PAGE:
Nominee to Head HHS Vows to Tackle High Drug Costs
Senate Democrats on Tuesday pressed President Donald Trump’s nominee for the top health post to explain how he would fight skyrocketing drug prices—demanding to know why they should trust him to lower costs since he did not do so while running a major pharmaceutical company.
Alex M. Azar II, the former president of the U.S. division of Eli Lilly and Trump’s pick to run the Department of Health and Human Services, presented himself as a “problem solver” eager to fix a poorly structured health care system during his confirmation hearing before the Senate Finance Committee. Azar said addressing drug costs would be among his top priorities.
But armed with charts showing how some of Eli Lilly’s drug prices had doubled on Azar’s watch, Democrats argued Azar was part of the problem. Sen. Ron Wyden of Oregon, the committee’s top Democrat, said Azar had never authorized a decrease in a drug price as a pharmaceutical executive.
“The system is broken,” Wyden said. “Mr. Azar was a part of that system.”
Azar countered that the nation’s pharmaceutical drug system is structured to encourage companies to raise prices, a problem he said he would work to fix as head of HHS.
“I don’t know that there is any drug price of a brand-new product that has ever gone down from any company on any drug in the United States, because every incentive in this system is towards higher prices, and that is where we can do things together, working as the government to get at this,” he said. “No one company is going to fix that system.”
Azar’s confirmation hearing Tuesday was his second appearance before senators as the nominee to lead HHS. In November, he faced similar questions from the Senate Health, Education, Labor and Pensions Committee during a courtesy hearing.
If confirmed, Azar would succeed Tom Price, Trump’s first health secretary, who resigned in September amid criticism over his frequent use of taxpayer-paid charter flights. A former Republican congressman who was a dedicated opponent of President Barack Obama’s signature health care law, Price had a frosty relationship with Democrats in Congress as he worked with Republicans to try to undo the law.
Price and the Trump administration often turned to regulations and executive orders to undermine the Affordable Care Act, since Republicans in Congress repeatedly failed to enact a repeal. “Repeal and replace” has been the president’s mantra.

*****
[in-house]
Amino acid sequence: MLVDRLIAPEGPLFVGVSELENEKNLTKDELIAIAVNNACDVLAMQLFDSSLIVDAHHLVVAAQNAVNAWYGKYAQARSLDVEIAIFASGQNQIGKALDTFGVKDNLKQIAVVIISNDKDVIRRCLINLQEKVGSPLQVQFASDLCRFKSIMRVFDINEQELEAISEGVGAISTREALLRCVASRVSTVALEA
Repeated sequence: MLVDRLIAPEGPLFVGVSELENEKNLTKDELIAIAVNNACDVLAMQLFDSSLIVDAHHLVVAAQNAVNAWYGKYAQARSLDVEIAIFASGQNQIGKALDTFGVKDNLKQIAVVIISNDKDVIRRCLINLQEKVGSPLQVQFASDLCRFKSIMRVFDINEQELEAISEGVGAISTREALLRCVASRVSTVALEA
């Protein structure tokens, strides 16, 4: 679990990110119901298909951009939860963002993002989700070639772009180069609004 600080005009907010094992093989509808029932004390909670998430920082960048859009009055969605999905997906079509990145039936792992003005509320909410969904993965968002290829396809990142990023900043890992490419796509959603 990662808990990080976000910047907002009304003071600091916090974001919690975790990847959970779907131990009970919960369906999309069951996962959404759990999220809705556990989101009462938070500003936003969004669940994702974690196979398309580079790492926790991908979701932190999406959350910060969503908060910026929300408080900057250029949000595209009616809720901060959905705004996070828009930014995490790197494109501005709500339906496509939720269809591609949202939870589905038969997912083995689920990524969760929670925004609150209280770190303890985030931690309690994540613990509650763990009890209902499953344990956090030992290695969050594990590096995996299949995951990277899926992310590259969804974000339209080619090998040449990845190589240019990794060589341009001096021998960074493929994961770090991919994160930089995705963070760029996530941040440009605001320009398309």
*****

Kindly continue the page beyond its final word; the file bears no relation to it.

But at the hearing, Azar was circumspect about his approach, noting that his job would be to work under existing law. “The Affordable Care Act is there,” he said, adding that it would fall to him to make it work “as best as it possibly can.”
Senate Republicans touted Azar’s nearly six years working for the department under President George W. Bush, including two years as a deputy secretary. Committee Chairman Orrin Hatch (R-Utah) praised Azar’s “extraordinary résumé,” adding that, among HHS nominees, he was “probably the most qualified I’ve seen in my whole term in the United States Senate.” Hatch, who is the longest-serving Republican senator in history, has been a senator for more than 40 years.
In addition to drug costs, Azar vowed to focus on the nation’s growing opioid crisis, calling for “aggressive prevention, education, regulatory and enforcement efforts to stop overprescribing and overuse,” as well as “compassionate treatment” for those suffering from addiction.
Pressed about Republican plans to cut entitlement spending to compensate for budget shortfalls, Azar said he was “not aware” of support within the Trump administration for such cuts.
“The president has stated his opposition to cuts to Medicaid, Medicare or Social Security,” Azar said. “He said that in the campaign, and I believe he has remained steadfast in his views on that.”
But Democrats pushed back, pointing out that Trump had proposed Medicaid cuts in his budget request last year. Sen. Sherrod Brown (D-Ohio) said such cuts would hurt those receiving treatment for opioid addiction.
“What happens to these people?” he said.
Despite such Democratic criticism, Azar is likely to be confirmed when the full Senate votes on his nomination. An HHS spokesman Tuesday pointed reporters to an editorial in STAT supporting Azar, written by former Senate majority leaders Bill Frist and Tom Daschle—a Republican and a Democrat. “We need a person of integrity and competence at the helm of the Department of Health and Human Services,” they wrote. “The good news is that President Trump has nominated just such a person, Alex Azar.”
Kaiser Health News, a nonprofit health newsroom whose stories appear in news outlets nationwide, is an editorially independent part of the Kaiser Family Foundation.